Angelos Vergikios - Elizabeth I of England - 1561-8-29

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Angelos Vergikios - Elizabeth I of England - 1561-8-29
FINA IDUnique ID of the page  2353
InstitutionName of Institution. Kew, The National Archives
InventoryInventory number. SP 70/29, f.99
AuthorAuthor of the document. Angelos Vergikios
RecipientRecipient of the correspondence. Elizabeth I of England
Correspondence dateDate when the correspondence was written: day - month - year . August 29, 1561 JL
PlacePlace of publication of the book, composition of the document or institution. Paris 48° 51' 23.80" N, 2° 21' 5.40" E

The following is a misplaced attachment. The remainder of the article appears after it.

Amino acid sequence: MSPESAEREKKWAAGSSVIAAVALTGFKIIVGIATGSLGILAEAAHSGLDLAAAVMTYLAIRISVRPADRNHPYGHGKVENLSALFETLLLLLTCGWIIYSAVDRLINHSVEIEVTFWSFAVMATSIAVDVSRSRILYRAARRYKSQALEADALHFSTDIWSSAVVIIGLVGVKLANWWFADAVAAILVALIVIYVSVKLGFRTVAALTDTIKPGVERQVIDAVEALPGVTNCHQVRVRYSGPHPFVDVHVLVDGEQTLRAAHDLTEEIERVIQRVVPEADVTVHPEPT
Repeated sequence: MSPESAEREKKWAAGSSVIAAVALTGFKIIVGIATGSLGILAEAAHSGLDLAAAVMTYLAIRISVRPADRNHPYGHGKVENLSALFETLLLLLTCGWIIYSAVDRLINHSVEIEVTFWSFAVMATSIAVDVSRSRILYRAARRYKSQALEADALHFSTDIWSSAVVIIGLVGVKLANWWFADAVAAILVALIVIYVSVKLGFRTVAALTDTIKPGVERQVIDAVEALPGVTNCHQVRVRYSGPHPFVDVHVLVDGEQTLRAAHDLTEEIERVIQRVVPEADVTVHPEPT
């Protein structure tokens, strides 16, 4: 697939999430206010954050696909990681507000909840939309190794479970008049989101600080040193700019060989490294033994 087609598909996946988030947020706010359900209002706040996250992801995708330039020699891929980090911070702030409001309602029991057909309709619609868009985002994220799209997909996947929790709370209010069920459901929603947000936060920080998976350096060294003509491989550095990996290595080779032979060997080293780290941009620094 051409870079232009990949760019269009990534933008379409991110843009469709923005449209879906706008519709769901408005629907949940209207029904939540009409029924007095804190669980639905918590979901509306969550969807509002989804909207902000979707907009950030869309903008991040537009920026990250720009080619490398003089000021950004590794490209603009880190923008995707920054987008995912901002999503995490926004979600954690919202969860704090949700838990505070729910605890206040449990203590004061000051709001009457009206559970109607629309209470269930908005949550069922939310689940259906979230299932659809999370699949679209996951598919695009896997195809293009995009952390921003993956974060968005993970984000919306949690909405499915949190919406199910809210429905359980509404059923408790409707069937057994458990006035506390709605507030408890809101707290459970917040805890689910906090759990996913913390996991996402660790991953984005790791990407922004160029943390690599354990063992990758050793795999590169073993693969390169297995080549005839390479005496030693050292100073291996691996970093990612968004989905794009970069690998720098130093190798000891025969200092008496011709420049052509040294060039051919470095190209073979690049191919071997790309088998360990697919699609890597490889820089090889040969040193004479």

Associated personsNames of Persons who are mentioned in the annotation. Nicholas Throckmorton, William Cecil
LiteratureReference to literature. Burnett 20201
KeywordNumismatic Keywords  roman, price
LanguageLanguage of the correspondence Latin
LinkLink to external information, e.g. Wikpedia
Map
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Grand documentOriginal passage from the "Grand document".